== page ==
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All about Baseball Hitting

Striding With the Front Toes Slightly Closed

If your toes are slightly closed, it encourages you to keep your front hip and front shoulder closed as well. In other words, instead of having the toes pointing straight out away from your body when you take your stride, turn them an inch or two inward, back toward the catcher. If you point the front toes out toward the pitcher, it will encourage you to open your front side too early which will create many baseball hitting problems.

Have the Bat Fully Loaded When the Stride Foot Touches the Ground

All good hitters have the bat in the “launching position” when their front foot completes the stride. You stride and then you swing. They are two separate movements that should happen very quickly and smoothly but they are separate movements.

Making an Aggressive Motion Toward The Pitcher

A lot of hitters do not do this but all the great hitters do. That is where the ball is coming from and that’s where you should be going. Real good hitters go into the ball to hit it. It’s a common baseball hitting problem to not go toward the pitcher when swinging. The reason it’s such a common baseball hitting problem is because it is simply not natural to move your body toward a baseball that someone is throwing in your direction.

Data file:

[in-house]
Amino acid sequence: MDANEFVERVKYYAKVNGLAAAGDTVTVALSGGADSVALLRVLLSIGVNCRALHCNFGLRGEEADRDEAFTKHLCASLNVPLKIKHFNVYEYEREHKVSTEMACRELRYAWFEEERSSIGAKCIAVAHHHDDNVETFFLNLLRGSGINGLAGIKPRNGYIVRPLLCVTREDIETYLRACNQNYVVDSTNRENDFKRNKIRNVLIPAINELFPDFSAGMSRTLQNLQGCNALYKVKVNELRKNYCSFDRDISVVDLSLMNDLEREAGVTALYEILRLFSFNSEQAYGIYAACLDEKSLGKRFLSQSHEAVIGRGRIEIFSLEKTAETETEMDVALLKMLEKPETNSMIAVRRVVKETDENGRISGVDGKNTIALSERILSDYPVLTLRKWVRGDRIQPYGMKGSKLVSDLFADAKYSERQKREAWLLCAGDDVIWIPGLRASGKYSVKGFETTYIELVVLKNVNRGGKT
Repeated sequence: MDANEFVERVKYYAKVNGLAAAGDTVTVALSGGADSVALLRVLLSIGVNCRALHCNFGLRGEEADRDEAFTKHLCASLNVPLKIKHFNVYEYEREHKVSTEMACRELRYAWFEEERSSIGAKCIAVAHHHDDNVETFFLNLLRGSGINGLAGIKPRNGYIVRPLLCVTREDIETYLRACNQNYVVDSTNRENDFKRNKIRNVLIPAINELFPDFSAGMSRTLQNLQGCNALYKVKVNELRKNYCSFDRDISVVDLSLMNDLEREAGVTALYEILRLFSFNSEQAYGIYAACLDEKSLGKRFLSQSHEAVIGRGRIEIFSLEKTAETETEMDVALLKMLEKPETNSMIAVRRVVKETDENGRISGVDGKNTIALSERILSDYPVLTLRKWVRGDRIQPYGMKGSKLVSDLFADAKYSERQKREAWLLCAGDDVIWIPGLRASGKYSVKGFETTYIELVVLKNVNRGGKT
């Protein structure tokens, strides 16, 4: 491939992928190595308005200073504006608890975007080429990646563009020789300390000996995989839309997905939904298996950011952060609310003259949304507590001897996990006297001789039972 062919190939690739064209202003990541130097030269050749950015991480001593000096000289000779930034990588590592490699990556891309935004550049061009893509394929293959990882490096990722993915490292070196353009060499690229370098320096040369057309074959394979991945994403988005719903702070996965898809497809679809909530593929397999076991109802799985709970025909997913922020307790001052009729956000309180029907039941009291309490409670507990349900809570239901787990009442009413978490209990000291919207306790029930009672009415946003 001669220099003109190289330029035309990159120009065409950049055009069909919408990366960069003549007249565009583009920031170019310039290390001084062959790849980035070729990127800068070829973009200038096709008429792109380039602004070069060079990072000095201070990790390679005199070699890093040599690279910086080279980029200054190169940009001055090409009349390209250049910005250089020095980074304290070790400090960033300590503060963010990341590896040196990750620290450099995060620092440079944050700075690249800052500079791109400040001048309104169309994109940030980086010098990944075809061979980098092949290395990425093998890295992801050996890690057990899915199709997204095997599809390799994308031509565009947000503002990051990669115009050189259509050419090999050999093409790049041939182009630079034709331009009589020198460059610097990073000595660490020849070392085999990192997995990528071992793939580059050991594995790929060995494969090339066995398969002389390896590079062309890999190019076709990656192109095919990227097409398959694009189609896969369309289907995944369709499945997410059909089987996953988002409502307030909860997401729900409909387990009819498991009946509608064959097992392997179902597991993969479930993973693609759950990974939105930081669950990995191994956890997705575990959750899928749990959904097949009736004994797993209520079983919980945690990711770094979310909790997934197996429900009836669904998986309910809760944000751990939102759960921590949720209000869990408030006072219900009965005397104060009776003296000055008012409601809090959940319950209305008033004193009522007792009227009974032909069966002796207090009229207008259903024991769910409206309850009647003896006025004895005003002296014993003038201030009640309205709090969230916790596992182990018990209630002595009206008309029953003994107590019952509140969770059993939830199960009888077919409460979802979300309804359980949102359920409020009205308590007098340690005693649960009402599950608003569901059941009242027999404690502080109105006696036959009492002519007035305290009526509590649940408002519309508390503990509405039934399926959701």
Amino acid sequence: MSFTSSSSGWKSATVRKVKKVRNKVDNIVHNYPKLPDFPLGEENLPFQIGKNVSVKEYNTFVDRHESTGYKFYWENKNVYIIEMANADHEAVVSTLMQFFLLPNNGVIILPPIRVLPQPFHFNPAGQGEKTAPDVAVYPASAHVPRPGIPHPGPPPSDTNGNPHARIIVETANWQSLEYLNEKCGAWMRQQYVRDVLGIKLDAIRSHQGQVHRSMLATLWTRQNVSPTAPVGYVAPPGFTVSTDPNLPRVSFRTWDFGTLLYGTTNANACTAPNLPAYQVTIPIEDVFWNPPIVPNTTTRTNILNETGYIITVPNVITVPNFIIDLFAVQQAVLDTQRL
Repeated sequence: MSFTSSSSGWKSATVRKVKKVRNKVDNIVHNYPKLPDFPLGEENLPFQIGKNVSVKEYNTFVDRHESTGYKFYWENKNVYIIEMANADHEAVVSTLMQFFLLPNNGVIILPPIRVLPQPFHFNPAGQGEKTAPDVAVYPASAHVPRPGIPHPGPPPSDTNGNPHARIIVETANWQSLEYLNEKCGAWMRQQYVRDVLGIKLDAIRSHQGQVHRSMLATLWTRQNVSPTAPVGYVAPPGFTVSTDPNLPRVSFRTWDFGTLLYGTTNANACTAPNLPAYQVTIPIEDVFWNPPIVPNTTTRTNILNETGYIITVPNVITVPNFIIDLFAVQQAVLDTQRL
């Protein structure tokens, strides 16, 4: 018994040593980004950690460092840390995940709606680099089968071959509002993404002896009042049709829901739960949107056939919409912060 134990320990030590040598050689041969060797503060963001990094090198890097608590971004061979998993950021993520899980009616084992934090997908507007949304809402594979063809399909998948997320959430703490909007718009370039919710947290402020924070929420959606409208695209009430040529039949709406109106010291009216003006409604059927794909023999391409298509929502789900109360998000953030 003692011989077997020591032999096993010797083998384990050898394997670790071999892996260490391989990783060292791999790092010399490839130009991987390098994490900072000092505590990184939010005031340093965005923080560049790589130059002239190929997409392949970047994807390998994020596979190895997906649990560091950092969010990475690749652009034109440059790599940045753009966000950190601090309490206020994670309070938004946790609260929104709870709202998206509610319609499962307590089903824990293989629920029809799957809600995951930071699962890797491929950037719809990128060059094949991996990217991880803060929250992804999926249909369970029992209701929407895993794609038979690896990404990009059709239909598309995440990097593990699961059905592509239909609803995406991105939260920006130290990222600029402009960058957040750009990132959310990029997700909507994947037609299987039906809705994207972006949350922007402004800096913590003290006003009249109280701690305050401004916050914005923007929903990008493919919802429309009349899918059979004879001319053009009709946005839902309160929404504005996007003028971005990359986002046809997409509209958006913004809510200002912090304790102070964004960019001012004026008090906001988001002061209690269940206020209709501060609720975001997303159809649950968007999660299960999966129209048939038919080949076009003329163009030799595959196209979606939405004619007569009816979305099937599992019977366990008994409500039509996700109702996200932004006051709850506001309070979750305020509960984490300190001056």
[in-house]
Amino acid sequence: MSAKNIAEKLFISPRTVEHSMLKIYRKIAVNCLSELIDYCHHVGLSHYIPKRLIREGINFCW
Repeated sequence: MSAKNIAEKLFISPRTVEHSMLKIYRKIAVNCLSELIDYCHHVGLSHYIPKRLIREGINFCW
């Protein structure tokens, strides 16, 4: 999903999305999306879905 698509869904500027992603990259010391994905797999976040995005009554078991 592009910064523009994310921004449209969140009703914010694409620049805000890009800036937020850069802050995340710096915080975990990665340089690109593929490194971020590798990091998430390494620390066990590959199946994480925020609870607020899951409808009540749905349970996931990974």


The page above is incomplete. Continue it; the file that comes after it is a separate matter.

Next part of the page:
Having a Tension Free Swing

“Tension is a hitter’s worst enemy,” is a quote that’s been around for decades and is still one of the best baseball tips on hitting. Tension destroys a fluid, graceful swing that’s necessary for hitting the ball properly. Don’t squeeze the bat too tightly and don’t tighten up your muscles. Like mentioned above, many very good hitters have a slight waggle to help them relax.

Head Behind the Swing

The real good hitters actually see the ball a little longer than the weaker hitters. They literally lower and turn their heads when making contact. You simply can not keep your head facing the pitcher and look at the baseball out of the corners of your eyes when trying to make contact.

Hitting to All Fields

Rarely will you find a hitter with a high batting average who limits himself to hitting the ball to only one part of the field. Pay attention to the old expression, “hit it where it’s pitched.” In the long run, you will be much better off.